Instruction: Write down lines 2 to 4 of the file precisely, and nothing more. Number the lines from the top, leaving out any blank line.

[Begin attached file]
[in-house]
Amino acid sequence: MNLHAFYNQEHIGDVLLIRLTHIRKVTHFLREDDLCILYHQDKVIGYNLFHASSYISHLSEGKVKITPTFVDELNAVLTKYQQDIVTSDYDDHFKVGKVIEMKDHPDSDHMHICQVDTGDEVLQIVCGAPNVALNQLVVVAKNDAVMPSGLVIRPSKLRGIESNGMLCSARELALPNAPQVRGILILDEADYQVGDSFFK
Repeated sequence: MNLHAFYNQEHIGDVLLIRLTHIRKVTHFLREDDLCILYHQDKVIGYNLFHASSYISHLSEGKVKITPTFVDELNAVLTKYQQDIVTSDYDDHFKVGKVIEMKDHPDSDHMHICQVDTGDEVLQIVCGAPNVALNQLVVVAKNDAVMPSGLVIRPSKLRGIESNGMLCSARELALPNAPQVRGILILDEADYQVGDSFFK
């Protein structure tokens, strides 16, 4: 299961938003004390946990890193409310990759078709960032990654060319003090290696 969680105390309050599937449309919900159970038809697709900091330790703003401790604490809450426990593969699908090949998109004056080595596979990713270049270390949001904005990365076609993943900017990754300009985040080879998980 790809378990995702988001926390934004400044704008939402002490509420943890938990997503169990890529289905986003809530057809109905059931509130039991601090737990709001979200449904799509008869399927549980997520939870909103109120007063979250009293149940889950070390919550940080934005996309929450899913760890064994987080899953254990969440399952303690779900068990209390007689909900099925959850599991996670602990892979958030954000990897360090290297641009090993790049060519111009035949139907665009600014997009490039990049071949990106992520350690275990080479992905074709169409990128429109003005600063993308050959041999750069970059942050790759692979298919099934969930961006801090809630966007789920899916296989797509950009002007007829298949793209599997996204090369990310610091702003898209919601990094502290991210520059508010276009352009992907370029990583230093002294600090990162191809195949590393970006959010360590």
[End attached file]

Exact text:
Amino acid sequence: MNLHAFYNQEHIGDVLLIRLTHIRKVTHFLREDDLCILYHQDKVIGYNLFHASSYISHLSEGKVKITPTFVDELNAVLTKYQQDIVTSDYDDHFKVGKVIEMKDHPDSDHMHICQVDTGDEVLQIVCGAPNVALNQLVVVAKNDAVMPSGLVIRPSKLRGIESNGMLCSARELALPNAPQVRGILILDEADYQVGDSFFK
Repeated sequence: MNLHAFYNQEHIGDVLLIRLTHIRKVTHFLREDDLCILYHQDKVIGYNLFHASSYISHLSEGKVKITPTFVDELNAVLTKYQQDIVTSDYDDHFKVGKVIEMKDHPDSDHMHICQVDTGDEVLQIVCGAPNVALNQLVVVAKNDAVMPSGLVIRPSKLRGIESNGMLCSARELALPNAPQVRGILILDEADYQVGDSFFK
């Protein structure tokens, strides 16, 4: 299961938003004390946990890193409310990759078709960032990654060319003090290696 969680105390309050599937449309919900159970038809697709900091330790703003401790604490809450426990593969699908090949998109004056080595596979990713270049270390949001904005990365076609993943900017990754300009985040080879998980 790809378990995702988001926390934004400044704008939402002490509420943890938990997503169990890529289905986003809530057809109905059931509130039991601090737990709001979200449904799509008869399927549980997520939870909103109120007063979250009293149940889950070390919550940080934005996309929450899913760890064994987080899953254990969440399952303690779900068990209390007689909900099925959850599991996670602990892979958030954000990897360090290297641009090993790049060519111009035949139907665009600014997009490039990049071949990106992520350690275990080479992905074709169409990128429109003005600063993308050959041999750069970059942050790759692979298919099934969930961006801090809630966007789920899916296989797509950009002007007829298949793209599997996204090369990310610091702003898209919601990094502290991210520059508010276009352009992907370029990583230093002294600090990162191809195949590393970006959010360590």